deontology

(redirected from deontologists)
Also found in: Medical, Legal, Encyclopedia.
Related to deontologists: consequentialists

de·on·tol·o·gy

(dē′ŏn-tŏl′ə-jē)
n. pl. de·on·tol·o·gies
1. Ethical or moral theory concerned with duties and rights.
2. The doctrine that ethical status of an action lies in its adherence to a set of rules.

[Greek deon, deont-, obligation, necessity (from neuter present participle of dein, to need, lack; see deu-1 in the Appendix of Indo-European roots) + -logy.]

de·on′to·log′i·cal (-tə-lŏj′ĭ-kəl) adj.
de·on′to·log′i·cal·ly adv.
de′on·tol′o·gist n.

deontology

(ˌdiːɒnˈtɒlədʒɪ)
n
(Philosophy) the branch of ethics dealing with duty, moral obligation, and moral commitment
[C19: from Greek deon duty (see deontic) + -logy]
ˌdeonˈtologist n

de•on•tol•o•gy

(ˌdi ɒnˈtɒl ə dʒi)

n.
ethics dealing esp. with duty, moral obligation, and right action.
[1820–30; < Greek deont- that which is binding (s. of déon, neuter present participle of deîn to bind) + -o- + -logy]
de`on•to•log′i•cal (-tlˈɒdʒ ɪ kəl) adj.
de`on•tol′o•gist, n.

deontology

the branch of philosophy concerned with ethics, especially that branch dealing with duty, moral obligation, and right action. — deontologist, n. — deontological, adj.
See also: Ethics

deontology

The branch of ethics that deals with moral responsibility.
Translations

deontology

[ˌdiːɒnˈtɒlədʒɪ] Ndeontología f

deontology

nPflichtethik f, → Deontologie f
Mentioned in ?
References in periodicals archive ?
Dougherty suggests that although a deontic constraint on killing is normally formulated as an agent-relative rule like KR there is an agent-neutral alternative that could serve deontologists equally well:
Sheeran alludes to the fact that 'While deontologists are content with focusing on laws and rules as the principal guidance for public administrators on morality, even they recognize that laws and regulations are insufficient.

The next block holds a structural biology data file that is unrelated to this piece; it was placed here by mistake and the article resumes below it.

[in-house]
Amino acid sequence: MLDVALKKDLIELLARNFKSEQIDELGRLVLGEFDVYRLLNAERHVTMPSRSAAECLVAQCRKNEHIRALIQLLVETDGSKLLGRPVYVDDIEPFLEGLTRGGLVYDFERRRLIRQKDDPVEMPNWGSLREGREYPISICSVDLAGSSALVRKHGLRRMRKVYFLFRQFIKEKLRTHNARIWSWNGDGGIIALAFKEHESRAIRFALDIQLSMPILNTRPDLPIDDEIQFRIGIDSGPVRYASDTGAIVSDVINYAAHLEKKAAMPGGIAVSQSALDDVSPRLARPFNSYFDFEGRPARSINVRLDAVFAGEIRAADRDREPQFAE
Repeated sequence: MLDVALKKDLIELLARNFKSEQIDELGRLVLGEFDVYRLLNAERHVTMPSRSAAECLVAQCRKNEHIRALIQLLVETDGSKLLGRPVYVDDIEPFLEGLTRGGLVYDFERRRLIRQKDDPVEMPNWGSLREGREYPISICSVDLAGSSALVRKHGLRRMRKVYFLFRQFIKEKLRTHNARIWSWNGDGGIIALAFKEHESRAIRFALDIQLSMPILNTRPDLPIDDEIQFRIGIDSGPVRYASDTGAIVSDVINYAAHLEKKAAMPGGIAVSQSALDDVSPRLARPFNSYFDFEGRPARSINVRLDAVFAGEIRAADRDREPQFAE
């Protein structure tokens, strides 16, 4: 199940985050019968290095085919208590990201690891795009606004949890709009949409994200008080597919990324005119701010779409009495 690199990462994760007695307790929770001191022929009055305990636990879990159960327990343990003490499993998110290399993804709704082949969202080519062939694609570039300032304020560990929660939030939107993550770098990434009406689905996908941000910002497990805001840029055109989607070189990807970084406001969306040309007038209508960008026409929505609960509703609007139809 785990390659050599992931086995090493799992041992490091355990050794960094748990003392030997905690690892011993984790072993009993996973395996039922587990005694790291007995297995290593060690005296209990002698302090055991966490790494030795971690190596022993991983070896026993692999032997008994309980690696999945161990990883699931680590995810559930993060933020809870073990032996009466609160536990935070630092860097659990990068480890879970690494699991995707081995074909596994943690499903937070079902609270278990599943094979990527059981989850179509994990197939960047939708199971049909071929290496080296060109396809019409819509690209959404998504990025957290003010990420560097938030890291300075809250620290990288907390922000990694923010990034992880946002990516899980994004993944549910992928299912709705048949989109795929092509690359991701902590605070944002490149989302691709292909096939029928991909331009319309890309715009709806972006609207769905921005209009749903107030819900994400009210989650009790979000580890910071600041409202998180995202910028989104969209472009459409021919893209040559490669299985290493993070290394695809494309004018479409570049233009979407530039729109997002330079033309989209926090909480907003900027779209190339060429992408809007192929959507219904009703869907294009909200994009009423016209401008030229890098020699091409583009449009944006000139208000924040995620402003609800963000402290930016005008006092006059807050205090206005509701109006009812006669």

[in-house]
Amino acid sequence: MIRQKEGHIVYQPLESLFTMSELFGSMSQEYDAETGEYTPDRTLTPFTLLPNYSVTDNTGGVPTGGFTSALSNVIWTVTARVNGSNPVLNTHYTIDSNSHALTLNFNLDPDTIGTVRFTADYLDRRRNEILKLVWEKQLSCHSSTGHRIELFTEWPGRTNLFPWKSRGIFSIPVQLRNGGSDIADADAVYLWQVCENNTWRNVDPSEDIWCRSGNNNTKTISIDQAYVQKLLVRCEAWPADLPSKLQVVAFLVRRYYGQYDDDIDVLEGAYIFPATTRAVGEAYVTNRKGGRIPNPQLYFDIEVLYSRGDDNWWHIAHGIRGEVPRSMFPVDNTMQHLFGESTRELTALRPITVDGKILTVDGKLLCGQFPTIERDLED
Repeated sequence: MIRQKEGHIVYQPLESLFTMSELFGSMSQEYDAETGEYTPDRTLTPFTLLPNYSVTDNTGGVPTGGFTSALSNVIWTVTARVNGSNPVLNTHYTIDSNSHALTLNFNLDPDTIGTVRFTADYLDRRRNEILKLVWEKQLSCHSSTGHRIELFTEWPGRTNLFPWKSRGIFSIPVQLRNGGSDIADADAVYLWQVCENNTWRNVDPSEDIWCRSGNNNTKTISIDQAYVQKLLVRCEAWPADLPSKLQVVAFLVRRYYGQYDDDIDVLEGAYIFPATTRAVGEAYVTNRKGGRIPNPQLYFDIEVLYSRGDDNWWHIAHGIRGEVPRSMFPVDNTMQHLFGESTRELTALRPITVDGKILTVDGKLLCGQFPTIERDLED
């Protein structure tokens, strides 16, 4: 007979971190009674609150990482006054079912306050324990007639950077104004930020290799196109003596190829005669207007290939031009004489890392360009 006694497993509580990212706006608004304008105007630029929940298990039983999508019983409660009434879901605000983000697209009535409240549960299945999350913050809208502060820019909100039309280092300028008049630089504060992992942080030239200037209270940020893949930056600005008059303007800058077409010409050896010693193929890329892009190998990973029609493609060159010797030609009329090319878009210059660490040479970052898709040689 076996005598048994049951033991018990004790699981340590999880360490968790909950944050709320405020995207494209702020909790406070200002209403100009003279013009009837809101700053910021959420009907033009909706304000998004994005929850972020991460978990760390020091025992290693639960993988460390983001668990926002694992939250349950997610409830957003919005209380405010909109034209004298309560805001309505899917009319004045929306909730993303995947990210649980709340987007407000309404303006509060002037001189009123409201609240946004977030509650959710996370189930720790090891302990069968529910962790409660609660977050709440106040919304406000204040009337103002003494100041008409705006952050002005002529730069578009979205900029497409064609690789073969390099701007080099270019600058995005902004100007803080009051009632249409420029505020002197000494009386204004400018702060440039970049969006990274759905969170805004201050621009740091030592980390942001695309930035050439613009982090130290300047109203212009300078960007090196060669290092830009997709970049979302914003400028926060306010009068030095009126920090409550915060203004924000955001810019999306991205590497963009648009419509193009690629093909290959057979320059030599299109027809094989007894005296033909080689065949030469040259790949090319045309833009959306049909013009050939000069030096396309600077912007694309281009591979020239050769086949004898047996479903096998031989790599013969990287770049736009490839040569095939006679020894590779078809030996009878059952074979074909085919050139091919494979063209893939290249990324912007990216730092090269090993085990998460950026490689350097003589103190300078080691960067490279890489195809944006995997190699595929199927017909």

Deontologists consider the humanity of the perpetrator, and his free will, to be the very reason why he may be punished, and therefore consider rationales that subject the free will to the good of others to be anathema to criminal punishment.
287, 293 (2011) ("[T]he fundamental dispute of whether principles must dominate, or are dominated by, consequences continues to fume among professed deontologists, avowed consequentialists and those who espouse hybrid approaches.
The researchers turned to the deontologists to attest to the integrity of the research; medical deontology and the ethics of research on human beings were still not yet clearly distinguished, though the Norplant controversy would contribute precisely to changing this situation.
Many deontologists explain the epistemic value of justification in terms of its instrumental role in promoting truth--the original source of value in the epistemic domain.
Since the Romantics are teleologists more than they are deontologists, a transformed utilitarianism has its appeal.
Kantian deontologists might apply one or more of the preliminary articles for perpetual peace to say that state vulnerability is morally required, and yet some measure of prudence must be retained in deciding on the kind of signal sent and the means of sending it.
Moreover, contemporary deontologists typically allow that maximizing good results (happiness, generally) is relevant to questions about right action, even if it is not the whole (or even the main) story.
Deontologists say that moral rightness or wrongness of an action is based on the intrinsic qualities of the action.
How these norms are founded is a further problem for deontologists, but that is not our worry here.
Similarly, there is widespread pluralism about how best to understand morality; should we be utilitarians, deontologists, virtue ethicists, natural law theorists, should we believe in rights, or should we be nihilists or moral skeptics?